Between the traditional and symbolic views, there are yet other perceptual varieties which define Armenianness through a set of qualities rather than just origin. A good example of this is the “definition” that Peter Balakian’s mother provides, when he describes the type of woman she expected him to go out with. “A woman had to qualify by being jarbig, which meant she had to have energy, wit, vitality. She had to be achgapatz, open-eyed, so that nothing could get past her, for she was keeper of the gate, the protector of things sacred: family and husband. If a woman wasn’t jarbig and achgapatz – clearly my mother thought she possessed these qualities in abundance – she wasn’t worthy, she wasn’t in the existential sense, ‘Armenian’.”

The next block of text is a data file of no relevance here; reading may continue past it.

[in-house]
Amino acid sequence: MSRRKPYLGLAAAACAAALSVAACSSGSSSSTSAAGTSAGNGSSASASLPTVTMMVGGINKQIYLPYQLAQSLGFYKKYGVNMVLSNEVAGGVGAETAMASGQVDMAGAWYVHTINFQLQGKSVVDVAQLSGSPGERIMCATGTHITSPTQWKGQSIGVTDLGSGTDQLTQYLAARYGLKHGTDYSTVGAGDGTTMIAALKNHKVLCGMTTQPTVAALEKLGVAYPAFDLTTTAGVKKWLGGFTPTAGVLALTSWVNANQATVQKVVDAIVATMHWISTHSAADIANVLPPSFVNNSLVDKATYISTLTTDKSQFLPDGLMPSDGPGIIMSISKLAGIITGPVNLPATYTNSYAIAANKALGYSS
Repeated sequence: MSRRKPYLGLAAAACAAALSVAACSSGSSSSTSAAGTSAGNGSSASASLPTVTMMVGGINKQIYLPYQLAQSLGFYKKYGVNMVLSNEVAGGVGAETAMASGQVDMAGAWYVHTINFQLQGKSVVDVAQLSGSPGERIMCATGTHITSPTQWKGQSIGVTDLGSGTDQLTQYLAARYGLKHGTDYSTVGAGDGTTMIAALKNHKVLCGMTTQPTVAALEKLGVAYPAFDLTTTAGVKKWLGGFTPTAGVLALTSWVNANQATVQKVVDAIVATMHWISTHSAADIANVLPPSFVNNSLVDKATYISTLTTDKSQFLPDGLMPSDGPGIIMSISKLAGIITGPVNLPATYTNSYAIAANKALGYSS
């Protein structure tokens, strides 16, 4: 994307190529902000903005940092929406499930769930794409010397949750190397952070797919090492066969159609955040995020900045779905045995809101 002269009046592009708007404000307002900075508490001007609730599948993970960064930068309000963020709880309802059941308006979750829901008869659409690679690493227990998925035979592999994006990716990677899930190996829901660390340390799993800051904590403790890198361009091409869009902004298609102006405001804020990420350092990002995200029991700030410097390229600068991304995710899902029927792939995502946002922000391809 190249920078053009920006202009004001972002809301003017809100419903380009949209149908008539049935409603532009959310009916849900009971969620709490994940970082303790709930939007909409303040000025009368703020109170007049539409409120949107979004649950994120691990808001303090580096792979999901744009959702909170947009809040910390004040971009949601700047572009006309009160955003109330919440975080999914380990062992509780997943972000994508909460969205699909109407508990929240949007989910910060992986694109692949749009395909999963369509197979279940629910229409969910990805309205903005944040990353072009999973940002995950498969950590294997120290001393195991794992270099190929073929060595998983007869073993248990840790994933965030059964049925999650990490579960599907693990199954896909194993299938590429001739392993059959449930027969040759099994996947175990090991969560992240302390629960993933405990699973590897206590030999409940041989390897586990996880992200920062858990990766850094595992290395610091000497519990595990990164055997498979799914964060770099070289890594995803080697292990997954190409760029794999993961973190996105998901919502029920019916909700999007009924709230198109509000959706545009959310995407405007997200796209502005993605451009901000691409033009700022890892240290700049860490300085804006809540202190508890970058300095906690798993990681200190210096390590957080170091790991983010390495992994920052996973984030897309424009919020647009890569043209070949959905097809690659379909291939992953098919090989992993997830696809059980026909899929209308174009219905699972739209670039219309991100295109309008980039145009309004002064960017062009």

In the 21st century, Armenian identity is a matter of choice for the vast majority of the third and fourth post-genocide generation of Armenians in the Diaspora, who participate in community life voluntarily rather than as a matter of obligation. This choice is expressed through a sense of pride in one’s heritage, feelings toward people and things Armenian, and involvement with other Armenians. For the new generations, as Bakalian explains, Armenianness is “voluntary, conscious, rationalistic, segmental, transitory, sporadic, that is, symbolic. Sentiment and convenience become the modus vivendi for maintenance of almost all aspects of Armenianness. Feelings run high, but when it comes to behavioral participation, convenience is the key.” Symbolic Armenianness is more to do with emotions than genetic origins. Seen in its positive dimension, it provides valuable psychological function in today’s increasingly individualistic and highly mechanised world. It provides a sense of rootedness and belonging. Indeed, practicing one’s Armenianness is not dependent only on participation in traditional community life, but there are myriad of other choices in today’s ultra-connected world where symbolic ethnicity could be lived or experienced.